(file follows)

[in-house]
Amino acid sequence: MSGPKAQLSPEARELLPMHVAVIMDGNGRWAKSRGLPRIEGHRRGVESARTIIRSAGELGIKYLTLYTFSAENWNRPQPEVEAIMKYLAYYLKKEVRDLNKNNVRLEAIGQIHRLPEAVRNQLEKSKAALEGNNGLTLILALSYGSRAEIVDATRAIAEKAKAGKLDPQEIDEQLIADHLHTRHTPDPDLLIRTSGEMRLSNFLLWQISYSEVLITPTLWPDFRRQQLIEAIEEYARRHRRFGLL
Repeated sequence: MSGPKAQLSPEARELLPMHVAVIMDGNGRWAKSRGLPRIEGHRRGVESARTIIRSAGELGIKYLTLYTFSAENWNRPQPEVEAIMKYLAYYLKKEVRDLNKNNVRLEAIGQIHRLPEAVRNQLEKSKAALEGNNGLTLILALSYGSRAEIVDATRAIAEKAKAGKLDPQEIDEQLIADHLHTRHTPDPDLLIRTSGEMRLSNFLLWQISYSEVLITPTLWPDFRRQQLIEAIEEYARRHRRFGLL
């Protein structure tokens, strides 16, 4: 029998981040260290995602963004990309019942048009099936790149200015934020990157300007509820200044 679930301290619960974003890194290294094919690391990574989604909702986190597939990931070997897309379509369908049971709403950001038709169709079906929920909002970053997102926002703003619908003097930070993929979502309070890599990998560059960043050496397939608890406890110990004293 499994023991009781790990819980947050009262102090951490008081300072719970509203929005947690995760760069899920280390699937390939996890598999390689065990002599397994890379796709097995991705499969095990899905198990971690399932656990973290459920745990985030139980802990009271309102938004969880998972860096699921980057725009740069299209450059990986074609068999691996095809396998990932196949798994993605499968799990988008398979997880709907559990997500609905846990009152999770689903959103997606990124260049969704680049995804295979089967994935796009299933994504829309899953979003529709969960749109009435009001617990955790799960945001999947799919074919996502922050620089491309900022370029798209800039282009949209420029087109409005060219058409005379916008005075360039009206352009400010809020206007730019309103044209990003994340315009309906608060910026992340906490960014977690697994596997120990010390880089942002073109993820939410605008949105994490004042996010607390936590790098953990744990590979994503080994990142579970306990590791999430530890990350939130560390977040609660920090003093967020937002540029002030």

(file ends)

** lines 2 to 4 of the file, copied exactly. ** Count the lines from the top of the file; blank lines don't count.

Amino acid sequence: MSGPKAQLSPEARELLPMHVAVIMDGNGRWAKSRGLPRIEGHRRGVESARTIIRSAGELGIKYLTLYTFSAENWNRPQPEVEAIMKYLAYYLKKEVRDLNKNNVRLEAIGQIHRLPEAVRNQLEKSKAALEGNNGLTLILALSYGSRAEIVDATRAIAEKAKAGKLDPQEIDEQLIADHLHTRHTPDPDLLIRTSGEMRLSNFLLWQISYSEVLITPTLWPDFRRQQLIEAIEEYARRHRRFGLL
Repeated sequence: MSGPKAQLSPEARELLPMHVAVIMDGNGRWAKSRGLPRIEGHRRGVESARTIIRSAGELGIKYLTLYTFSAENWNRPQPEVEAIMKYLAYYLKKEVRDLNKNNVRLEAIGQIHRLPEAVRNQLEKSKAALEGNNGLTLILALSYGSRAEIVDATRAIAEKAKAGKLDPQEIDEQLIADHLHTRHTPDPDLLIRTSGEMRLSNFLLWQISYSEVLITPTLWPDFRRQQLIEAIEEYARRHRRFGLL
């Protein structure tokens, strides 16, 4: 029998981040260290995602963004990309019942048009099936790149200015934020990157300007509820200044 679930301290619960974003890194290294094919690391990574989604909702986190597939990931070997897309379509369908049971709403950001038709169709079906929920909002970053997102926002703003619908003097930070993929979502309070890599990998560059960043050496397939608890406890110990004293 499994023991009781790990819980947050009262102090951490008081300072719970509203929005947690995760760069899920280390699937390939996890598999390689065990002599397994890379796709097995991705499969095990899905198990971690399932656990973290459920745990985030139980802990009271309102938004969880998972860096699921980057725009740069299209450059990986074609068999691996095809396998990932196949798994993605499968799990988008398979997880709907559990997500609905846990009152999770689903959103997606990124260049969704680049995804295979089967994935796009299933994504829309899953979003529709969960749109009435009001617990955790799960945001999947799919074919996502922050620089491309900022370029798209800039282009949209420029087109409005060219058409005379916008005075360039009206352009400010809020206007730019309103044209990003994340315009309906608060910026992340906490960014977690697994596997120990010390880089942002073109993820939410605008949105994490004042996010607390936590790098953990744990590979994503080994990142579970306990590791999430530890990350939130560390977040609660920090003093967020937002540029002030």